I’ll tell you where to put your candlesticks, young artists
Zane PocockIn the most stunning lack of individual style the art world has ever seen, we are currently witnessing a huge proliferation of contemporary New Zealand artists turning their craft towards $1,000 candlesticks.
The thought first crossed my mind when visiting a special Christmas show at Hamish McKay Gallery in Wellington last year. To be fair, that particular exhibition was interesting. McKay had asked a large number of the artists he represents, including the likes of Rohan Wealleans and Ronnie van Hout, to make candles for a show which was simultaneously a commentary on special edition art and what I have now come to see as either a pre-emptive strike against, or the only good example of, artists making candlesticks. But this was only the start.
Soon Richard Orjis, a well-established photographic artist, was making phallic-shaped candlestick sets. Oh yes, humble art enthusiast, these weren’t just candlesticks. They were painted clay candle-holders that came with a matching candle-sized phallus. For sure, you could read infinite meanings into this: the clay that comes from the earth to form something else, the impregnating power of art no matter how lame, or even the candle/phallus which heats and lights up your love life. But what I saw was a cliché of art history, that stale phallic imagery that historians love oh-so-much to psychoanalyse.
Even Dunedin’s own Venice Biennale participant Scott Eady has descended this slippery slope. A recent exhibition in Auckland included several nearly-identical blobs with electric candles jutting out of them. I was looking into buying his work at the time and completely lost interest.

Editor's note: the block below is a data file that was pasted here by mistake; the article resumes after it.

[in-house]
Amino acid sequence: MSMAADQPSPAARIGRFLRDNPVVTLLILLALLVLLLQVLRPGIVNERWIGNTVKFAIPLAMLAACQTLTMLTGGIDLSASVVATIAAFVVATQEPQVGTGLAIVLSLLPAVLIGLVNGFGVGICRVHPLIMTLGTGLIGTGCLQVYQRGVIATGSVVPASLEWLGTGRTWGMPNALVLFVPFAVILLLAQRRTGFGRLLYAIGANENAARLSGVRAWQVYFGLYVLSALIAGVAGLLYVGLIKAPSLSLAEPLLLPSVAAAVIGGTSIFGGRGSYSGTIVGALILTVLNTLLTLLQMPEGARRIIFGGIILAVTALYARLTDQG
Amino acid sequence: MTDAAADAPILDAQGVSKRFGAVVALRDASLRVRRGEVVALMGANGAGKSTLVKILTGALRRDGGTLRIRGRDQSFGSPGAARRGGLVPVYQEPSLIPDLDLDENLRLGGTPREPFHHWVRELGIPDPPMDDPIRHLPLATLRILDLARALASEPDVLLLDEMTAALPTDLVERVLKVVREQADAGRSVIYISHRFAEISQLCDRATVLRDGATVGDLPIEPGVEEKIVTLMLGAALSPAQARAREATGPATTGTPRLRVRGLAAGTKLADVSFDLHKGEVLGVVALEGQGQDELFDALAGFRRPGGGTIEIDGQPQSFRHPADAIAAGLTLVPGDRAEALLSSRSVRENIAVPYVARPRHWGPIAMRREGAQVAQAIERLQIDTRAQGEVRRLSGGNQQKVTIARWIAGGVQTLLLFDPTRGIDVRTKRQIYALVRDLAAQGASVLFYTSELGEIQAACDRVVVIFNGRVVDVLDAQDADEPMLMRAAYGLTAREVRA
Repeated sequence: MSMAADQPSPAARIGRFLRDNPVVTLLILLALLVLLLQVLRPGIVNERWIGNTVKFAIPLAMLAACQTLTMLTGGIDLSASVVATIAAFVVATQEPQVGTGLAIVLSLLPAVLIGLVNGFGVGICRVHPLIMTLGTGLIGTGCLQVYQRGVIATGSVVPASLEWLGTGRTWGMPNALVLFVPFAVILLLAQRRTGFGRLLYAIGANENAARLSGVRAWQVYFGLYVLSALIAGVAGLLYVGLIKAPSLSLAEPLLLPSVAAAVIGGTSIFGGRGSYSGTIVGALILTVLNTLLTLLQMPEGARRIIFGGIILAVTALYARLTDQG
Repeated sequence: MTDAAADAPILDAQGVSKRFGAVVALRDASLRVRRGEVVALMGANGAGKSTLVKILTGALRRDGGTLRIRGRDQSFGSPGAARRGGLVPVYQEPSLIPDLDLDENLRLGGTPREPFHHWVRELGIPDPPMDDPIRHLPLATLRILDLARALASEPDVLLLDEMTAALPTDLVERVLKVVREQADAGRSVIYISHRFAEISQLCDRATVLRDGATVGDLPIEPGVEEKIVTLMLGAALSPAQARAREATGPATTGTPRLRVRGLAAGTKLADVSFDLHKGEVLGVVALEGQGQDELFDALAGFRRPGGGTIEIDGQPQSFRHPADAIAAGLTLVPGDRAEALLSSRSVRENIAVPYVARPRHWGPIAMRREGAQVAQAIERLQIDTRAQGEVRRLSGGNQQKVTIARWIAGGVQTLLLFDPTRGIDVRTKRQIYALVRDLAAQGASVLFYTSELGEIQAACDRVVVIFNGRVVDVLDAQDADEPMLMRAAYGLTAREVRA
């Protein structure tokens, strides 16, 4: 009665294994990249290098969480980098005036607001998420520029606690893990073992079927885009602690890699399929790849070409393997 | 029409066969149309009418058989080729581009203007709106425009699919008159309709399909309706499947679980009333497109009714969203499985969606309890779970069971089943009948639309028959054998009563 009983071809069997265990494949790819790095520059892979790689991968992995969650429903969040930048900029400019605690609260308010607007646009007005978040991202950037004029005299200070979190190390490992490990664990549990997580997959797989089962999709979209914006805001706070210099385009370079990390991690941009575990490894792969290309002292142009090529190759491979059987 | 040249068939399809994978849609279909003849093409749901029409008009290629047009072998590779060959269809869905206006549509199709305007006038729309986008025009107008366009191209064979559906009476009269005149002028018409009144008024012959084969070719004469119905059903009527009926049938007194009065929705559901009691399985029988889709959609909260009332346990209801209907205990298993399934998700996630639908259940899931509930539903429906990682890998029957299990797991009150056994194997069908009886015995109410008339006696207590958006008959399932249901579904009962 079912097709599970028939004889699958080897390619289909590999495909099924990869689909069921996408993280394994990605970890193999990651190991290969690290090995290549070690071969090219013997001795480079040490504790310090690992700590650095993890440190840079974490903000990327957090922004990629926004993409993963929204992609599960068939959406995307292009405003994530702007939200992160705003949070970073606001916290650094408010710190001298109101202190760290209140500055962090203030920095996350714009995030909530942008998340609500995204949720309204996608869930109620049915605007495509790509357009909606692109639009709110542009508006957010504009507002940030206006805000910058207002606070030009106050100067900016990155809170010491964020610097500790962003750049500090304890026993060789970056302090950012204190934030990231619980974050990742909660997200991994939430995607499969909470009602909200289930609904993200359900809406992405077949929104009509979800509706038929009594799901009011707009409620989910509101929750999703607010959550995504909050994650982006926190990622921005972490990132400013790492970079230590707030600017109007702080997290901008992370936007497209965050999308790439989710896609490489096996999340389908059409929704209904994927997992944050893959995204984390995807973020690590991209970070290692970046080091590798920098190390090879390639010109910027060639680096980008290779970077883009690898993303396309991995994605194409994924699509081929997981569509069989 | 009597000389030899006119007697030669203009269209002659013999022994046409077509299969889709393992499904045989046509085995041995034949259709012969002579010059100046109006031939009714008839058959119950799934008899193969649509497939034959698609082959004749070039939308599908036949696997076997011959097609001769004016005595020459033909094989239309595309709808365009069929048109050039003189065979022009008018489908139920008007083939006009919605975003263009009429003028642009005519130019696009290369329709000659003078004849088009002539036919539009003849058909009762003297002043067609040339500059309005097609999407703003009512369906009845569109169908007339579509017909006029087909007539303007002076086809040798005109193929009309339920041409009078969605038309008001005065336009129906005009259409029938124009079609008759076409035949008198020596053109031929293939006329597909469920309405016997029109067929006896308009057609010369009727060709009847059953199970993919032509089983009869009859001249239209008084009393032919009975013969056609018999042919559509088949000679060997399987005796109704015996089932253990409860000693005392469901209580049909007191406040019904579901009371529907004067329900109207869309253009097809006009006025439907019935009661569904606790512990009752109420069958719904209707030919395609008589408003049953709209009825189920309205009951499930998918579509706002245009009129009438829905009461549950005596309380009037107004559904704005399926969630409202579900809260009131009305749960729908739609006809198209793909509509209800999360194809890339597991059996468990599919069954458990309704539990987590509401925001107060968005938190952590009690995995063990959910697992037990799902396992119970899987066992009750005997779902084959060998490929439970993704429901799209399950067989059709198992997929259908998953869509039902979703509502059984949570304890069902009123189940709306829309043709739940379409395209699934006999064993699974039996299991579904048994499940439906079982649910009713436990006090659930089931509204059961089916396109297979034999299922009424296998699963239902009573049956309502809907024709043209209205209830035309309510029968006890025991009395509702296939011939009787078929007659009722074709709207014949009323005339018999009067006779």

I fear these are just the beginning. Sort it out, artists. The heat has gone out of your flame.
Candlesticks make great pleasure-giving devices
Loulou Callister-BakerWhile some people may view a bunch of artists making candlesticks as a purely commercial endeavour, it does no good to be so cynical. Purchasing an artwork by an emerging or established artist will typically involve spending a lot of money, but the best way to collect and show support for an artist is to purchase his or her work. Alternative art projects, like candlestick-making, create an access point into the art world – it’s a first step. Although admittedly a more capitalist scheme, these projects create revenue for the artist and spread their reach, resulting in positive commercialisation of the art world.
These discussed candlesticks are a product made directly by the artist’s hands – they are practical and they can light up any room (so to speak). What candles and their necessary candlesticks represent is also charming. A candlestick holder has potential for an environmentally friendly candlelit dinner with fabulous friends or a dinner date at home (tip: everyone is more attractive by candlelight). This type of artwork both creates conversations and sits among them. A candlestick with a personality is a welcome dinner guest.
However, as Zane and I write this piece, we are sitting in different parts of the University campus debating on a shared Google Doc. It feels like I am on a niche internet forum in the midst of a passive-aggressive argument about candlesticks. Despite my positivity about this project, it is hard not to see the humour in it all. That’s art for you.